Vice-chancellors told to promote free speech or ‘be on the wrong side of history’

The higher education minister says legislative action is needed to ensure universities are a ‘fortress of ideas’ - Geoff Pugh
The higher education minister says legislative action is needed to ensure universities are a ‘fortress of ideas’ - Geoff Pugh

Vice-chancellors have been told they must actively promote, not just protect, freedom of speech as the universities minister warns them “not to be on the wrong side of history”.

Michelle Donelan said campus chiefs would no longer be allowed to “shy away” from the “real threat” to academic freedom now that ministers are tackling it “like never before”.

Instead they must “effect a culture change” to end the “upsurge in physical threats and complete intolerance of opposing ideas”, which she said was endangering democracy and risked Britain tumbling down world university rankings.

Universities and students’ unions face fines of £500,000, or two per cent of their income, if they fail to uphold free speech duties in the Government’s new academic freedom bill, which is at an advanced stage in Parliament.

The minister warned that “warm words and gentle prodding hasn’t worked so far, so that’s why we need legislative action” to ensure universities are a “fortress of ideas”.

Ms Donelan said “too often, university leadership turns a blind eye” to an “intolerant mob”, singling out the “deplorable” campaign against Prof Kathleen Stock, who quit Sussex University last year in a trans row, and LSE students who hounded the Israeli ambassador.

‘Intolerant few’

“This intolerant few have decided that protecting people from offence is more important than advancing human knowledge,” she said, pointing to surveys showing hundreds of scholars feel forced to self-censor their views.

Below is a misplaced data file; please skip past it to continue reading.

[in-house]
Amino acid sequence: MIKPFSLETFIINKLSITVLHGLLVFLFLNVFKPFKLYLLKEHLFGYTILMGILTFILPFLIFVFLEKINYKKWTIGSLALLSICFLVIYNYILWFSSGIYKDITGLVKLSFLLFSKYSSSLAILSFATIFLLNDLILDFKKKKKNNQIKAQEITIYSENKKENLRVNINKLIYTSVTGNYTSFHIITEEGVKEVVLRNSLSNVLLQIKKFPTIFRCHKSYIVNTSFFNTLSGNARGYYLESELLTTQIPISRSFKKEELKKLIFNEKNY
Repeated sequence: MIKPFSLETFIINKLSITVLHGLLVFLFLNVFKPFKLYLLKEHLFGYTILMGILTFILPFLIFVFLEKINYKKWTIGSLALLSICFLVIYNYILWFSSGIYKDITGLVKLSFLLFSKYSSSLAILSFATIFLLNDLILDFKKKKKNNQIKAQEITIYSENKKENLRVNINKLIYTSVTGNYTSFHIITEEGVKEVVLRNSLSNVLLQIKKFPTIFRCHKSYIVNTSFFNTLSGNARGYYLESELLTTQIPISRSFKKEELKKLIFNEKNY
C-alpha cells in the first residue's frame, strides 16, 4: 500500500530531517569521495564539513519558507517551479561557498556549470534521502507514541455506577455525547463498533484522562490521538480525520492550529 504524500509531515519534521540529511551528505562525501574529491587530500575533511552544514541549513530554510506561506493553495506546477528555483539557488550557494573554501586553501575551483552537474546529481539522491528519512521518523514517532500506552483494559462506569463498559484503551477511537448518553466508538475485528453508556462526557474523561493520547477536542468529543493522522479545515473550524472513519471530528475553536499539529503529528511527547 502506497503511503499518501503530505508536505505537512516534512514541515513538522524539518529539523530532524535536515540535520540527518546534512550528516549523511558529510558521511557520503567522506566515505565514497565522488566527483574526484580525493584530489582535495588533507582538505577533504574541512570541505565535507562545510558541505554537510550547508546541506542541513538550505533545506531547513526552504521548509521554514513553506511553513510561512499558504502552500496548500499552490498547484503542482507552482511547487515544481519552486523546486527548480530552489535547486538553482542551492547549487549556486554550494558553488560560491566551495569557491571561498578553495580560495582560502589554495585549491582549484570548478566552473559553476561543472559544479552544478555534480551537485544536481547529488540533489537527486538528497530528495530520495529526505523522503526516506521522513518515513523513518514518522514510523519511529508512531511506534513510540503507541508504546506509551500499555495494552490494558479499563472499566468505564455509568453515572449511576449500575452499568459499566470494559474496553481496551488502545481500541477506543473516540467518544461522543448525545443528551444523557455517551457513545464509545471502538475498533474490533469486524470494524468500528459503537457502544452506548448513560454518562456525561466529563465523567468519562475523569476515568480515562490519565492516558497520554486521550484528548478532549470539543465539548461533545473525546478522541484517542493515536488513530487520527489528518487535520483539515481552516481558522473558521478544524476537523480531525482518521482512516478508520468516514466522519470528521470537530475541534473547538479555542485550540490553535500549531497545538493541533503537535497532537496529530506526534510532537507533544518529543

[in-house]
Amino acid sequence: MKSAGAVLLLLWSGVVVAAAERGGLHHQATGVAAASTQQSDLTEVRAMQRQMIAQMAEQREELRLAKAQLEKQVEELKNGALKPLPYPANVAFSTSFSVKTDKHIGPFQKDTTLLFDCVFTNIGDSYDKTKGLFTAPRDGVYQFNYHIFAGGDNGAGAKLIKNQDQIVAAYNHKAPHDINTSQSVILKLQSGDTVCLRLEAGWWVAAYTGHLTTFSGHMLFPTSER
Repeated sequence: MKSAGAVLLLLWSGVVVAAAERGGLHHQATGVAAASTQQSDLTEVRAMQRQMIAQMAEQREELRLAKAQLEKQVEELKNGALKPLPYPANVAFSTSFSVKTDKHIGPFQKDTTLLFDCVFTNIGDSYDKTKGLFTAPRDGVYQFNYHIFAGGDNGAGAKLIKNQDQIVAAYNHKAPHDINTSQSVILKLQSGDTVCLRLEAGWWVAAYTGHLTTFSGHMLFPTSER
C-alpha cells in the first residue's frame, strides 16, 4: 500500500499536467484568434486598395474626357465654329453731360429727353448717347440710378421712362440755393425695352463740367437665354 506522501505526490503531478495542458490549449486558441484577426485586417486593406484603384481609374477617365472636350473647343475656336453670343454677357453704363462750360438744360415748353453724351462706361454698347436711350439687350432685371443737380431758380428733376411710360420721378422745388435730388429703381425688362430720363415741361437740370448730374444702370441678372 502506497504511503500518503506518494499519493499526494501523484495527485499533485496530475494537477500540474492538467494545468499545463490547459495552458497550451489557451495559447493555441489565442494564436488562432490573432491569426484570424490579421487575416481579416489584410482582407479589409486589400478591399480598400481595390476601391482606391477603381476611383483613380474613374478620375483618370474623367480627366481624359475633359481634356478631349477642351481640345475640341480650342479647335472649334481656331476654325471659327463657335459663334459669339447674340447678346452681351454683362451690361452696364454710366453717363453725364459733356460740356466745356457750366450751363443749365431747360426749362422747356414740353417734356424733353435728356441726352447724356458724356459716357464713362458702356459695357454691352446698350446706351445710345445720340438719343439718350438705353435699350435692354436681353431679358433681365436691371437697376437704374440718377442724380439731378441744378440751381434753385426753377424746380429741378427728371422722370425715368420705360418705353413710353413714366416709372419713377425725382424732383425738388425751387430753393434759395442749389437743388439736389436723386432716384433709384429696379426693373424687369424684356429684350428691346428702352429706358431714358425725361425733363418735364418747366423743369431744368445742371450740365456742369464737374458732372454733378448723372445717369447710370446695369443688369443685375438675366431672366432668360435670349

“Let me take a moment to inform the intolerant few - their brief period of power is over,” she added.

And addressing vice-chancellors and staff, Ms Donelan told a Policy Exchange event in London on Tuesday: “Do not be on the wrong side of history. Do not allow the history books to record your name as part of the small cabal of the intolerant.”

She said “universities won’t just have to protect free speech, they will have to promote it”, and will receive extensive guidance from a new free speech champion in the Office for Students, the regulator, to stop debate being “whittled away by wokery”.

The new bill will give academics and students a direct route for compensation if they are censored or silenced, through a new legal tort, which has been welcomed by scholars.

Ms Donelan also expressed her “frustration” at universities “doing a disservice” to students by slapping trigger warnings on Harry Potter novels and setting up staff panels to “cancel historical figures such as Isaac Newton, Francis Drake or William Gladstone”.

She asked: “Who would you rather employ - an inquisitive, critical, open-minded graduate, or a self-contained cookie-cutter graduate who is afraid to be challenged or confront new ideas?”

Praise for universities backing staff

But she praised those vice-chancellors which have “put their money where their mouth is” on free speech by backing staff, such as Durham University’s rejection of student calls to dismiss an academic in a row over a talk by the columnist Rod Liddle, and the ditching of a restrictive speech code at Cambridge following a grassroots campaign by professors.

Only on Monday, in a sign of a “turning tide” against “threats, intimidation and harassment”, Reading University rejected an open letter from its students’ union telling it to “reconsider consent” for a talk by gender-critical academics about gay conversion therapy.

Amid a protest of around 50 students outside the talk calling for “safeguards” to protect trans people, the university stressed it was “committed to freedom of speech”.